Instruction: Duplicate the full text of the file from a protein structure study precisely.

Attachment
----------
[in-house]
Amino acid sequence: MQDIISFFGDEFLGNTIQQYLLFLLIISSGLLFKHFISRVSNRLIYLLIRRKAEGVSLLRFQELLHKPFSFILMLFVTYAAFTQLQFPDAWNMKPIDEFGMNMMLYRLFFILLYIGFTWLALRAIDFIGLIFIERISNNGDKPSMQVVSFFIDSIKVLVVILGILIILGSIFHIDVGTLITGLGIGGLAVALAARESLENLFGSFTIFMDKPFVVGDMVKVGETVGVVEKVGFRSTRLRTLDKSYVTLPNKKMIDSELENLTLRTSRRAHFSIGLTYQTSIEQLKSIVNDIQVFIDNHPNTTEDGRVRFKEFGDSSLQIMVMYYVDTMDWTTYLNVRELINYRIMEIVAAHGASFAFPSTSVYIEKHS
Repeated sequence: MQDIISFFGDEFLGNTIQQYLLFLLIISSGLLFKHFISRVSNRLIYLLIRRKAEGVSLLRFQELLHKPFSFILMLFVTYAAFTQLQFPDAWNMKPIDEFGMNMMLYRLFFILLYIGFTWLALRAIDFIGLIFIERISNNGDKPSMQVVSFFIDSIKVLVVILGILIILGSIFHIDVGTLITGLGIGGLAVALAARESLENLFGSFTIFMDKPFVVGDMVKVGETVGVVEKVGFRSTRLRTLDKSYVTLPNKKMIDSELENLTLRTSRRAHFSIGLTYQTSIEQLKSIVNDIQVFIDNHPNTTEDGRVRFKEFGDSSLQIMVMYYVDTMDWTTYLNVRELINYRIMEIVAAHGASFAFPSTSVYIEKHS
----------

[in-house]
Amino acid sequence: MQDIISFFGDEFLGNTIQQYLLFLLIISSGLLFKHFISRVSNRLIYLLIRRKAEGVSLLRFQELLHKPFSFILMLFVTYAAFTQLQFPDAWNMKPIDEFGMNMMLYRLFFILLYIGFTWLALRAIDFIGLIFIERISNNGDKPSMQVVSFFIDSIKVLVVILGILIILGSIFHIDVGTLITGLGIGGLAVALAARESLENLFGSFTIFMDKPFVVGDMVKVGETVGVVEKVGFRSTRLRTLDKSYVTLPNKKMIDSELENLTLRTSRRAHFSIGLTYQTSIEQLKSIVNDIQVFIDNHPNTTEDGRVRFKEFGDSSLQIMVMYYVDTMDWTTYLNVRELINYRIMEIVAAHGASFAFPSTSVYIEKHS
Repeated sequence: MQDIISFFGDEFLGNTIQQYLLFLLIISSGLLFKHFISRVSNRLIYLLIRRKAEGVSLLRFQELLHKPFSFILMLFVTYAAFTQLQFPDAWNMKPIDEFGMNMMLYRLFFILLYIGFTWLALRAIDFIGLIFIERISNNGDKPSMQVVSFFIDSIKVLVVILGILIILGSIFHIDVGTLITGLGIGGLAVALAARESLENLFGSFTIFMDKPFVVGDMVKVGETVGVVEKVGFRSTRLRTLDKSYVTLPNKKMIDSELENLTLRTSRRAHFSIGLTYQTSIEQLKSIVNDIQVFIDNHPNTTEDGRVRFKEFGDSSLQIMVMYYVDTMDWTTYLNVRELINYRIMEIVAAHGASFAFPSTSVYIEKHS